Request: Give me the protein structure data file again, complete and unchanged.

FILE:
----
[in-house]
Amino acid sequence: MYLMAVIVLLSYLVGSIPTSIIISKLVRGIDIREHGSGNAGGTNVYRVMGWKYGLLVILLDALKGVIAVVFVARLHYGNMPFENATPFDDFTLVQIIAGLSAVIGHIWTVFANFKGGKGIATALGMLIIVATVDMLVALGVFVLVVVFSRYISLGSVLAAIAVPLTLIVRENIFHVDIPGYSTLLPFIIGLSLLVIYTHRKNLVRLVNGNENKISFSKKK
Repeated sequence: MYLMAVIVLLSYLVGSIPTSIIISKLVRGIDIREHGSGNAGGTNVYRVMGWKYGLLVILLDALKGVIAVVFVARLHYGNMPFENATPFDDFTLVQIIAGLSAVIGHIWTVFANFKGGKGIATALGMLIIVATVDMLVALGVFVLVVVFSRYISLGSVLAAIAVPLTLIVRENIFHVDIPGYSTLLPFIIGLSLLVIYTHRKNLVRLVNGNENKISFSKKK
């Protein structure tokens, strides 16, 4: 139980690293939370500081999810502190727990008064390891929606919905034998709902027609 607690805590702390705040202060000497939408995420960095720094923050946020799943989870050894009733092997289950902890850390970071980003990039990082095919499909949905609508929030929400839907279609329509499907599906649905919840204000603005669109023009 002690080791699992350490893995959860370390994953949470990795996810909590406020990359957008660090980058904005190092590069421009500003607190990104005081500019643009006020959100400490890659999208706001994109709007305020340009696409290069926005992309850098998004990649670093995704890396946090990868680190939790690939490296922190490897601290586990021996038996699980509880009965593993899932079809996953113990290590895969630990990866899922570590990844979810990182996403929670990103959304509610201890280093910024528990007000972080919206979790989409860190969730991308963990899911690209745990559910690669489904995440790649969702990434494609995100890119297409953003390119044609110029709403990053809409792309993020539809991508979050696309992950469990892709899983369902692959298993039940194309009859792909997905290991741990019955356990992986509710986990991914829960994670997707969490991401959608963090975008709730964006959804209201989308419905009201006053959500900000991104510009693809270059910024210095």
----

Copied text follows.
[in-house]
Amino acid sequence: MYLMAVIVLLSYLVGSIPTSIIISKLVRGIDIREHGSGNAGGTNVYRVMGWKYGLLVILLDALKGVIAVVFVARLHYGNMPFENATPFDDFTLVQIIAGLSAVIGHIWTVFANFKGGKGIATALGMLIIVATVDMLVALGVFVLVVVFSRYISLGSVLAAIAVPLTLIVRENIFHVDIPGYSTLLPFIIGLSLLVIYTHRKNLVRLVNGNENKISFSKKK
Repeated sequence: MYLMAVIVLLSYLVGSIPTSIIISKLVRGIDIREHGSGNAGGTNVYRVMGWKYGLLVILLDALKGVIAVVFVARLHYGNMPFENATPFDDFTLVQIIAGLSAVIGHIWTVFANFKGGKGIATALGMLIIVATVDMLVALGVFVLVVVFSRYISLGSVLAAIAVPLTLIVRENIFHVDIPGYSTLLPFIIGLSLLVIYTHRKNLVRLVNGNENKISFSKKK
């Protein structure tokens, strides 16, 4: 139980690293939370500081999810502190727990008064390891929606919905034998709902027609 607690805590702390705040202060000497939408995420960095720094923050946020799943989870050894009733092997289950902890850390970071980003990039990082095919499909949905609508929030929400839907279609329509499907599906649905919840204000603005669109023009 002690080791699992350490893995959860370390994953949470990795996810909590406020990359957008660090980058904005190092590069421009500003607190990104005081500019643009006020959100400490890659999208706001994109709007305020340009696409290069926005992309850098998004990649670093995704890396946090990868680190939790690939490296922190490897601290586990021996038996699980509880009965593993899932079809996953113990290590895969630990990866899922570590990844979810990182996403929670990103959304509610201890280093910024528990007000972080919206979790989409860190969730991308963990899911690209745990559910690669489904995440790649969702990434494609995100890119297409953003390119044609110029709403990053809409792309993020539809991508979050696309992950469990892709899983369902692959298993039940194309009859792909997905290991741990019955356990992986509710986990991914829960994670997707969490991401959608963090975008709730964006959804209201989308419905009201006053959500900000991104510009693809270059910024210095």